of the thesis]
[Comments on this module]
of the thesis]
[Comments on this module]
By comparison of measurements and calculations the missing parameters of the covalent potential curve and the value of H12 can be estimated. Moreover, the suitability of the applied stationary-phase approximation and Landau-Zener theory can be rated at its true value because the ionic potential curve is well known.
a shows the polar differential cross section, defined by
, for the chemi-ionization process of sodium on iodine and calculated by the lowest-order stationary-phase approximation
With the potential parameters and H12 of Table 1 and taking into account a weight factor 1/8, the calculation leads to absolute values of the differential cross section .
|Figure: A08-m5bii1-F1: Polar differential cross section for chemi-ionization (CM
system) at Ei=13.1 eV,
calculated in semi-classical approximation with the potential
parameters of Table A08-m5bi-T1 and the coupling parameters H12=
0.065 eV and Hrot=0 eV.
(a) Differential cross section with complete interference structure, calculated with the lowest-order stationary-phase approximation. The region of the classical rainbow angle cl,rb has been omitted.
(b) Differential cross section calculated with the stationary-phase approximation and uniform rainbow approximation showing separated the long-wavelength interference structures due to a + c ( 065,full curve), b + c ( 65250, full curve) and d + e ( 02300, dashed curve) interferences.
(c) Full bars indicate the measured maxima of the interference structure on the differential cross section due to net-attractive scattering. Dashed bars indicate the maxima due to net-repulsive scattering. The complete measured cross section curve at Er =13.1 eV is given in Fig.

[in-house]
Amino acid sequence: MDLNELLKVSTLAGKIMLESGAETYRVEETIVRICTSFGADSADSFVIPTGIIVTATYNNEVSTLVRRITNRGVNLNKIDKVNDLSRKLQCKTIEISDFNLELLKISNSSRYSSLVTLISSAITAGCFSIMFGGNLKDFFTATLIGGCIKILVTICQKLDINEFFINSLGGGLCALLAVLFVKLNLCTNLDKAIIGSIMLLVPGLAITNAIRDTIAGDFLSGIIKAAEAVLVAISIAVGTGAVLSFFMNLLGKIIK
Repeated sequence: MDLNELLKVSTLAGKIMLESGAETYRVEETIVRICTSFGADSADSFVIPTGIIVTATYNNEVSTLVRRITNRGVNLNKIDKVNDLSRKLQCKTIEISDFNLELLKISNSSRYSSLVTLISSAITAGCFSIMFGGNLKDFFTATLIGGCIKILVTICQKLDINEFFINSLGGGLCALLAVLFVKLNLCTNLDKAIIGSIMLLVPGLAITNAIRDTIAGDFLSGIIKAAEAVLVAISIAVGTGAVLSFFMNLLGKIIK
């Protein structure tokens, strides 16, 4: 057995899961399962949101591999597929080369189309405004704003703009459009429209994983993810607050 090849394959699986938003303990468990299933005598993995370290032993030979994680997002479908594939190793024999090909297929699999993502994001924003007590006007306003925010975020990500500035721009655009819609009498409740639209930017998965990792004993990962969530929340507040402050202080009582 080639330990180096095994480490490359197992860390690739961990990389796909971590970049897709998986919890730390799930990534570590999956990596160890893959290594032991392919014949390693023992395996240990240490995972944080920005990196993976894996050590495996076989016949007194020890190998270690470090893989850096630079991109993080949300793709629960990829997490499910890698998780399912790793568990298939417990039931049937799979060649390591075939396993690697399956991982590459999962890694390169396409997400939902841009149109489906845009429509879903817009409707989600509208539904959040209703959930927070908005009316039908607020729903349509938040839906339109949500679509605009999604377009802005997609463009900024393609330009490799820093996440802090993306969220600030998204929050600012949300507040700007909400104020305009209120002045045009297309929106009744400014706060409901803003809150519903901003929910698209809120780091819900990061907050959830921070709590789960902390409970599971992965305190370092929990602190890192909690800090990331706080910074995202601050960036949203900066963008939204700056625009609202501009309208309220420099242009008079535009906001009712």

Fig. A08-m5bii1-F1b shows the differential cross section with simplified interference structure. The major part has been calculated by the lowest-order stationary-phase approximation . The rainbow region has been calculated in the uniform approximation . An additional simplification in Fig. A08-m5bii1-F1b is the separate reproduction of the attractive and repulsive scattering contribution as though they could be distinguished.
Because the origin of the oscillatory features of Fig. A08-m5bii1-F1a can be seen easily from Fig. A08-m5bii1-F1b and the latter figure is more easily related to the deflection function and the potential curves, Fig. A08-m5bii1-F1b is more suitable to fit the interference structure of the calculated and measured differential cross section by adjustment of the potential parameters. Moreover, convolution of the differential cross section of Fig. A08-m5bii1-F1 a and Fig. A08-m5bii1-F1 b even with the smallest angular resolution of the detector of 0.3º fwhm will lead to equal results.
|Figure A08-m5bii1-F2: Relative polar differential cross section for chemi-ionization (CM system). The cross sections, measured at a colliding energy of 13.1 and 18.2 eV, have been set in scales with shifted zero points|